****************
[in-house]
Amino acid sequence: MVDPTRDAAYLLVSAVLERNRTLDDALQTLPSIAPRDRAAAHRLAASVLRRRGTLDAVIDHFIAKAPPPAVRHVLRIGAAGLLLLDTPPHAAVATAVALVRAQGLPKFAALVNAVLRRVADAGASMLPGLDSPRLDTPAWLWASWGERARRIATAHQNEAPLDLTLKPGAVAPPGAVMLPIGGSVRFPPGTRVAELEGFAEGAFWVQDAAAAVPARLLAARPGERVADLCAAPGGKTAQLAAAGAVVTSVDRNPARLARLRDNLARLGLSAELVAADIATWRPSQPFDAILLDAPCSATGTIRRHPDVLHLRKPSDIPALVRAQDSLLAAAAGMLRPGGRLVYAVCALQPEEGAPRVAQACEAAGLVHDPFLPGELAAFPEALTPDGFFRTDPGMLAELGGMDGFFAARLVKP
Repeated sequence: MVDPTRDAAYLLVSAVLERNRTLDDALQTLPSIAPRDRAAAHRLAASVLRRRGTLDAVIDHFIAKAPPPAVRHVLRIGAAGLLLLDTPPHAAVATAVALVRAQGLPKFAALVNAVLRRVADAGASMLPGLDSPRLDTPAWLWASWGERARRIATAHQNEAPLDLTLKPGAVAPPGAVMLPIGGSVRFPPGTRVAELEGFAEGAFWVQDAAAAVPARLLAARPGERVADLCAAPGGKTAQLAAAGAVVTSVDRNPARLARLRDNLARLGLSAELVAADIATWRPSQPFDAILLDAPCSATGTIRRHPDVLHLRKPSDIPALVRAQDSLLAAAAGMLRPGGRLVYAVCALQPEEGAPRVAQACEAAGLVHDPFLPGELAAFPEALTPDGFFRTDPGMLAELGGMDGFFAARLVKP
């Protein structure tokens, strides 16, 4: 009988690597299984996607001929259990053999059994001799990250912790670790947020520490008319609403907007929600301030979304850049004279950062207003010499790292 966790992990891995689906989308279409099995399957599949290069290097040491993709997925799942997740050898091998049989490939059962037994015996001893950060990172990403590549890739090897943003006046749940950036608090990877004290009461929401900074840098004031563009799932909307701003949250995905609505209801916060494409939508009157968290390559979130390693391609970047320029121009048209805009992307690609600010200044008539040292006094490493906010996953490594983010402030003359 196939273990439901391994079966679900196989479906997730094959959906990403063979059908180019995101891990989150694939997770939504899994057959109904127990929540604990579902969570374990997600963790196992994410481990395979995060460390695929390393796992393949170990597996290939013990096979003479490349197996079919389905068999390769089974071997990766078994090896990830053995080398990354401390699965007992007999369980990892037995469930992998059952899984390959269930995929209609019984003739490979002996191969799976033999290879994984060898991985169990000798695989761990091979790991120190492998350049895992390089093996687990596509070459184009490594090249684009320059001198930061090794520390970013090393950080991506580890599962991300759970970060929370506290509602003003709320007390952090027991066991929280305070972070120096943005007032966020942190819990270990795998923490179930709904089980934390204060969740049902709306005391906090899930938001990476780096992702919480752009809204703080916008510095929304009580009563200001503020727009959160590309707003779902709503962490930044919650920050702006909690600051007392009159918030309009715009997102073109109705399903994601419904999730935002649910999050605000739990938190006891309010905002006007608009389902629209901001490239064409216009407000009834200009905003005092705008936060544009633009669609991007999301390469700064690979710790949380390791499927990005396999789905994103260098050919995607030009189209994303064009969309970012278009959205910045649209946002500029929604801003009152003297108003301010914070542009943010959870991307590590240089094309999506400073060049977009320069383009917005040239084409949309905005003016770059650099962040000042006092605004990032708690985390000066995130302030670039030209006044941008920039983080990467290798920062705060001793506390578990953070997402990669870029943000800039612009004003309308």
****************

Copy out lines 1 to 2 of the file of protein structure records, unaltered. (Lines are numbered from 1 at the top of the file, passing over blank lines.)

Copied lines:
[in-house]
Amino acid sequence: MVDPTRDAAYLLVSAVLERNRTLDDALQTLPSIAPRDRAAAHRLAASVLRRRGTLDAVIDHFIAKAPPPAVRHVLRIGAAGLLLLDTPPHAAVATAVALVRAQGLPKFAALVNAVLRRVADAGASMLPGLDSPRLDTPAWLWASWGERARRIATAHQNEAPLDLTLKPGAVAPPGAVMLPIGGSVRFPPGTRVAELEGFAEGAFWVQDAAAAVPARLLAARPGERVADLCAAPGGKTAQLAAAGAVVTSVDRNPARLARLRDNLARLGLSAELVAADIATWRPSQPFDAILLDAPCSATGTIRRHPDVLHLRKPSDIPALVRAQDSLLAAAAGMLRPGGRLVYAVCALQPEEGAPRVAQACEAAGLVHDPFLPGELAAFPEALTPDGFFRTDPGMLAELGGMDGFFAARLVKP